Paul Cuffe

Left, silhouette of Cuffe; right, silhouette of brig, Traveler
Left, silhouette of Paul Cuffe; right, brig "Traveller." Photo courtesy: Library of Congress

Born to a freed slave and Native American woman, Paul Cuffe would become a renowned businessman and advocate before his death in 1817.

Cuffe was born on Cuttyhunk Island (the westernmost of the Elizabeth Island archipelago that extends southwest from Cape Cod) in 1759 to Kofi and Ruth Moses Slocum. Ruth Moses was a Wampanoag, while his father was a freed slave of African Ashanti origin (modern-day Ghana).

When Cuffe's father passed, he left more than 100 acres in Westport, Massachusetts to his 10 children. Deciding that agriculture was not profitable, Cuffe looked toward Martine industry. As a teenager, he went whaling in the Gulf of Mexico and made two trading voyages to the West Indies. In 1776, America and Great Britain were at war; Cuffe was taken captive by the British and held in New York for three months.

Following his release, Cuffe returned to agriculture and began trading with village merchants along the Connecticut coast. By this time, he had dropped the name "Slocum," the name of his father's former owner. He took his father's name "Kofi," spelling it Cuffe.

In 1780, Cuffe, his older brother John, and five other free Blacks petitioned the Massachusetts legislature for "relief from taxation." They argued that they should not be taxed similarly to free men without the same rights, such as the right to vote.

The Cuffes were sentenced to a Taunton jail for refusing to pay taxes, but in 1783, a state court established that male taxpayers, black as well as white, had the right to vote.

Cuffe continued with his maritime pursuits, buying boats both on his own and in partnership with family members or other people of color. His small fleet of trading and whaling vessels was found worldwide; by age 50, Cuffe owned a ship, two brigs, several smaller vessels, houses, and land.

Cuffe met with President James Madison after he arrived in Newport, Rhode Island and his cargo was questionably seized. The Jeffersonian Embargo had prohibited foreign trade, and Great Britain had ignited the War of 1812 as its navy worked to ensure that the United States didn't support a Napoleon-led France.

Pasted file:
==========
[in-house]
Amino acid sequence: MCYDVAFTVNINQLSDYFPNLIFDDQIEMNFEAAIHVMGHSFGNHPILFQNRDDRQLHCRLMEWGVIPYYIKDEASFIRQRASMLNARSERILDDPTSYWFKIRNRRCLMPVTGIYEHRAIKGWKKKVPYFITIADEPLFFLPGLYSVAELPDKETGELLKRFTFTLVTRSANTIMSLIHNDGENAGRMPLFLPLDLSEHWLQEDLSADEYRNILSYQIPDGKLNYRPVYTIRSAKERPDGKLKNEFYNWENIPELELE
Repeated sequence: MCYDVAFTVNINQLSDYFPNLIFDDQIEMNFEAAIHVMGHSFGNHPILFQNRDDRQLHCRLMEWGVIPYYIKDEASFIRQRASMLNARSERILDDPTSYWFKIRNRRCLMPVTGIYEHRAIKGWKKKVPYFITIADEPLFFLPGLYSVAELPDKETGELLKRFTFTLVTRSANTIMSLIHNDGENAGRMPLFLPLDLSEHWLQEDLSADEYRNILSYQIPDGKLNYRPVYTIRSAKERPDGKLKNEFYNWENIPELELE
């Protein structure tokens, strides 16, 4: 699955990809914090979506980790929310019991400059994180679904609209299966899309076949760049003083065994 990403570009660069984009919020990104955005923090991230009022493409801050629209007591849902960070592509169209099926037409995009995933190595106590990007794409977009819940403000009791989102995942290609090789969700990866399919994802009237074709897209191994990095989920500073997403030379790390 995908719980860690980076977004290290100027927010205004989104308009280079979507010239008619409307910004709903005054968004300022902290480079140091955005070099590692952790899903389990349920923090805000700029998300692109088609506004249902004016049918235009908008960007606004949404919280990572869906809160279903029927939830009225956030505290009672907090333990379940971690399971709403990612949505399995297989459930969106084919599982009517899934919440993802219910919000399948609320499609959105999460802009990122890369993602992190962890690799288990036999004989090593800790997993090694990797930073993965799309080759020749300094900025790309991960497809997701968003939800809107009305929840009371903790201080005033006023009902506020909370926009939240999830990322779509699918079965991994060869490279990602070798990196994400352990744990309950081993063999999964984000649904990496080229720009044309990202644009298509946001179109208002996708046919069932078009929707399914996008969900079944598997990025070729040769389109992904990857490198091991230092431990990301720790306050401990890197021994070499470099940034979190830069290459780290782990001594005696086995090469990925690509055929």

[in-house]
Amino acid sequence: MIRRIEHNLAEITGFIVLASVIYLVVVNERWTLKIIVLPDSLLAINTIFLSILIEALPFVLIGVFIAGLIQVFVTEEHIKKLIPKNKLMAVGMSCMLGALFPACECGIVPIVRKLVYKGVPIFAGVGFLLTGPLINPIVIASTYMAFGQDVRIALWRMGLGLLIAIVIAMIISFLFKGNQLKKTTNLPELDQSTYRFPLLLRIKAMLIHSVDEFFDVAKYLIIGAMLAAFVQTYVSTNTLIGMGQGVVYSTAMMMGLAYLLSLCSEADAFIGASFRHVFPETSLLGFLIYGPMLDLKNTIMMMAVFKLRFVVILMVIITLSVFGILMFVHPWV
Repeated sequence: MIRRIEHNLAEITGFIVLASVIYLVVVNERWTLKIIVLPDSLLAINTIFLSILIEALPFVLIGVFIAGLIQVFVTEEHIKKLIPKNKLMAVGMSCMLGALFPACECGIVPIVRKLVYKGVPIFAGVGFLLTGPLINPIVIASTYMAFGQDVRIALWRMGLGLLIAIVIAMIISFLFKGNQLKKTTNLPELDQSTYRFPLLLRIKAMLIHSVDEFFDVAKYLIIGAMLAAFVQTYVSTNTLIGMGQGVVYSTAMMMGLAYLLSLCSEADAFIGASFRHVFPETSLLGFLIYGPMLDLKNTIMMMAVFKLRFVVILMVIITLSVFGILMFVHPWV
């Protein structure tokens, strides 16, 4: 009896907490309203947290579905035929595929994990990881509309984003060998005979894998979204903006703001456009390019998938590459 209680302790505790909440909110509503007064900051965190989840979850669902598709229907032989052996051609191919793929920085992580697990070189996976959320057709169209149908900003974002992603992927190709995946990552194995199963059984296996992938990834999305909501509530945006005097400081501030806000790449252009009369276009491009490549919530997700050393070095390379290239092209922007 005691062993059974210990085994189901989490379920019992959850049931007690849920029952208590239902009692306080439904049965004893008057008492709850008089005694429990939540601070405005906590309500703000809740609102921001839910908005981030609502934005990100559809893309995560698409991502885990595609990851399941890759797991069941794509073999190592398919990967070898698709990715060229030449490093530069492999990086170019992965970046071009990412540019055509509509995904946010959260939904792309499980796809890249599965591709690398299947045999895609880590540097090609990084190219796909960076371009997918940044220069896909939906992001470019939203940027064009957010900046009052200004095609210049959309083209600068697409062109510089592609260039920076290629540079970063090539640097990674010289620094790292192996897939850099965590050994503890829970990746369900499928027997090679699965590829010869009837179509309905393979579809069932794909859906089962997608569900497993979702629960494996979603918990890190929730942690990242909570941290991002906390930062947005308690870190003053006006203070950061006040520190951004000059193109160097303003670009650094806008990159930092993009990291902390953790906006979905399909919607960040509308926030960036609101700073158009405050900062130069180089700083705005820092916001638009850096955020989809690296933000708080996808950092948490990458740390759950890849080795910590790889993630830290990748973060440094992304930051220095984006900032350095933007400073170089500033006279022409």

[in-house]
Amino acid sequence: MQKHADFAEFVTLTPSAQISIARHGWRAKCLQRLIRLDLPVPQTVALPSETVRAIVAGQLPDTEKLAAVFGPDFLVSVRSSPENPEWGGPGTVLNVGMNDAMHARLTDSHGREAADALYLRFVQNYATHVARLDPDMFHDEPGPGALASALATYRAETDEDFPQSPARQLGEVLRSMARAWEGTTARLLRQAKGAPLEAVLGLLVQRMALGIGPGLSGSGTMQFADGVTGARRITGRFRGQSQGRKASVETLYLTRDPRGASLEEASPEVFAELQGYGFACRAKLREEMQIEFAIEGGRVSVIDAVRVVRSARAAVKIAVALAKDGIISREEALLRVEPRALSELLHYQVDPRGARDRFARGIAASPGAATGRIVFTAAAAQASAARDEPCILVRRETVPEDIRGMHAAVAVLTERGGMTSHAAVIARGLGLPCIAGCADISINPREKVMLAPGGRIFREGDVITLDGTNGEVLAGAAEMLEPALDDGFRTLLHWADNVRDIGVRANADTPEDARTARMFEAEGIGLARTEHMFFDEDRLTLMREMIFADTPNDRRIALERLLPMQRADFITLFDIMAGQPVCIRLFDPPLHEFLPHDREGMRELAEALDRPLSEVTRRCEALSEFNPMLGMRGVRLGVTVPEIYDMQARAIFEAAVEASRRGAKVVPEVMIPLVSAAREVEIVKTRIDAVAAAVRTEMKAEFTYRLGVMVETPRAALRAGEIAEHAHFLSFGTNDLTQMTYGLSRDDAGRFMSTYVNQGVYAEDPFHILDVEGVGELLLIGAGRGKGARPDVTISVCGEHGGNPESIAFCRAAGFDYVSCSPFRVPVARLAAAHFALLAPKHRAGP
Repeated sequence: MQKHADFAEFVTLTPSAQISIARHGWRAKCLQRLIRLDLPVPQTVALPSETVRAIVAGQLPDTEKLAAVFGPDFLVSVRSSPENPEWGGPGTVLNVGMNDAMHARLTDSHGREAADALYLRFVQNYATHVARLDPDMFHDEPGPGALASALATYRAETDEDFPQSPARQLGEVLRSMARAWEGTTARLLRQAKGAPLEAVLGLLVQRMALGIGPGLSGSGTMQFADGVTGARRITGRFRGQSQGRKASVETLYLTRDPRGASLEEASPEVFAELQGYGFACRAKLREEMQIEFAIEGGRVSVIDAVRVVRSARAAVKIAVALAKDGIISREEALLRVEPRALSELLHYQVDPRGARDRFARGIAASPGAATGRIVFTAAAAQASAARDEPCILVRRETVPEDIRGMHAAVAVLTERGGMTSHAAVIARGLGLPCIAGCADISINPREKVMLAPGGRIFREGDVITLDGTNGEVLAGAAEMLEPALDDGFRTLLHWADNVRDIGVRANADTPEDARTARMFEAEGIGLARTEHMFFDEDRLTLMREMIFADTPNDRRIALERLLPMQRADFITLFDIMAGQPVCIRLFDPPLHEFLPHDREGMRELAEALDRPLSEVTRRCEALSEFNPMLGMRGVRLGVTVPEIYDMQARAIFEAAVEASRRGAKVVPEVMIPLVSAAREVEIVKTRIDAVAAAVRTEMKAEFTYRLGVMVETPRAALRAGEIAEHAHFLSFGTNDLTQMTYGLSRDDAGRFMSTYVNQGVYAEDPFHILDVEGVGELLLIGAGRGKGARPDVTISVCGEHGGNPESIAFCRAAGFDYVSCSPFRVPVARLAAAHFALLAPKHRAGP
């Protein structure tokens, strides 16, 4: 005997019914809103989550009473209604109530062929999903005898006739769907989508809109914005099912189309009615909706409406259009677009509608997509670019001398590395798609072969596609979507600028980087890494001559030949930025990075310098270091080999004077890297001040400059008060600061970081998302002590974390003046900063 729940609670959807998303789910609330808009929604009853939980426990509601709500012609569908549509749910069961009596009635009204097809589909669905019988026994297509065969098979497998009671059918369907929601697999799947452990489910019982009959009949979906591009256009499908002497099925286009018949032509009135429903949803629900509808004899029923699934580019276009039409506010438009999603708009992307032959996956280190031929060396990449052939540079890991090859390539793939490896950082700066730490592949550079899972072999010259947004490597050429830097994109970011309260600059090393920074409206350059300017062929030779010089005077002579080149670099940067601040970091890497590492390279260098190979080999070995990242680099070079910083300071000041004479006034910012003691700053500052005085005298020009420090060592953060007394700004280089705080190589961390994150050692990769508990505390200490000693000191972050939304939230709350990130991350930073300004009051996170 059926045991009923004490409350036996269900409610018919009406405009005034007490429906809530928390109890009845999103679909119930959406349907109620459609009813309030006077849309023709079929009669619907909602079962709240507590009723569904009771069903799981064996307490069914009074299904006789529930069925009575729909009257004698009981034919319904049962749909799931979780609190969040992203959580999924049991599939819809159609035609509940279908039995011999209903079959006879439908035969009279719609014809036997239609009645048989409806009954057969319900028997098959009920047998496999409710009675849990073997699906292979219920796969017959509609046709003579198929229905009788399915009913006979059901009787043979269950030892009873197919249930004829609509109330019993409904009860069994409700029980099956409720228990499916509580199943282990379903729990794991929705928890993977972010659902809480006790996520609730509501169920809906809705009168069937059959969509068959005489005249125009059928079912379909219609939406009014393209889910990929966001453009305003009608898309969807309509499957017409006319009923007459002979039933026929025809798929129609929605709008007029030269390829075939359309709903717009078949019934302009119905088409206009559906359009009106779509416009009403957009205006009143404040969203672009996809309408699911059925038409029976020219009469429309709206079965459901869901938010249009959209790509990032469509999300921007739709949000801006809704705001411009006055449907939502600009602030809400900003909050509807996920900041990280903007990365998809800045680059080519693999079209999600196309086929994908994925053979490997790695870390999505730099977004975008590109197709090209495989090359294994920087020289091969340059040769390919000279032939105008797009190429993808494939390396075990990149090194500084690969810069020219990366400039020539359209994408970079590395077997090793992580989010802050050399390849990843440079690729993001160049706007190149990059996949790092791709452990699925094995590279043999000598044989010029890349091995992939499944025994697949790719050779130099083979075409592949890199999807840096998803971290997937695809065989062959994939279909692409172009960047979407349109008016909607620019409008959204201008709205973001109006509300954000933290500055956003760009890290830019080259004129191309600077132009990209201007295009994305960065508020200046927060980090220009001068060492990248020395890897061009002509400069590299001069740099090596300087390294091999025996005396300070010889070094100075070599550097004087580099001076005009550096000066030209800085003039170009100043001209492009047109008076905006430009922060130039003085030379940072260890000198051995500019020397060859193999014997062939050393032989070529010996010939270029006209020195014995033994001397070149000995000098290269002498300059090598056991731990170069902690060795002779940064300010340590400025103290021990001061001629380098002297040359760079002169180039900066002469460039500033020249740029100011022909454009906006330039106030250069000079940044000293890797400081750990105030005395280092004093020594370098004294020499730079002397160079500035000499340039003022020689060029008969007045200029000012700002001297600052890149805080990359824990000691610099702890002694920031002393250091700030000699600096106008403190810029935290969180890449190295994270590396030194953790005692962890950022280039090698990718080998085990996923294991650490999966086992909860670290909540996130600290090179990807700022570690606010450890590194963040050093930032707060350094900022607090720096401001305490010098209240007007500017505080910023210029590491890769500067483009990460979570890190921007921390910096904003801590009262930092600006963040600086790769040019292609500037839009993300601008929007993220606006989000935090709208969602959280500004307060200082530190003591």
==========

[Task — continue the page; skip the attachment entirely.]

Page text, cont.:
Cuffe's views as a black Quaker shaped his community involvement. He often assisted widows and family members, and built the first integrated Quaker school in Westport so all children could receive an education.

Because of Cuffe's background, he also so supported colonization of Africa. This movement included sending free blacks to resettle Africa. Cuffe believed that African Americans would never receive full equality in the United States, and that Christianity would enlighten African peoples. He used his influence, his own money, and his brig Traveler to transport nine families, consisting of 38 black Americans, to Sierra Leone in 1815.

In 1816, a group of prominent whites, the majority of whom were slave owners, established the American Colonization Society. The organization's goals included sending free blacks "back" to Africa, establishing Christianity in Africa, and stimulating trade. ACS members often sought advice from Cuffe, and he freely offered it.

Cuffe had intentions to transport more blacks to Africa, but failed to do so because of waning health. He died in September 1817 and was buried in Westport.

Last updated: August 3, 2018

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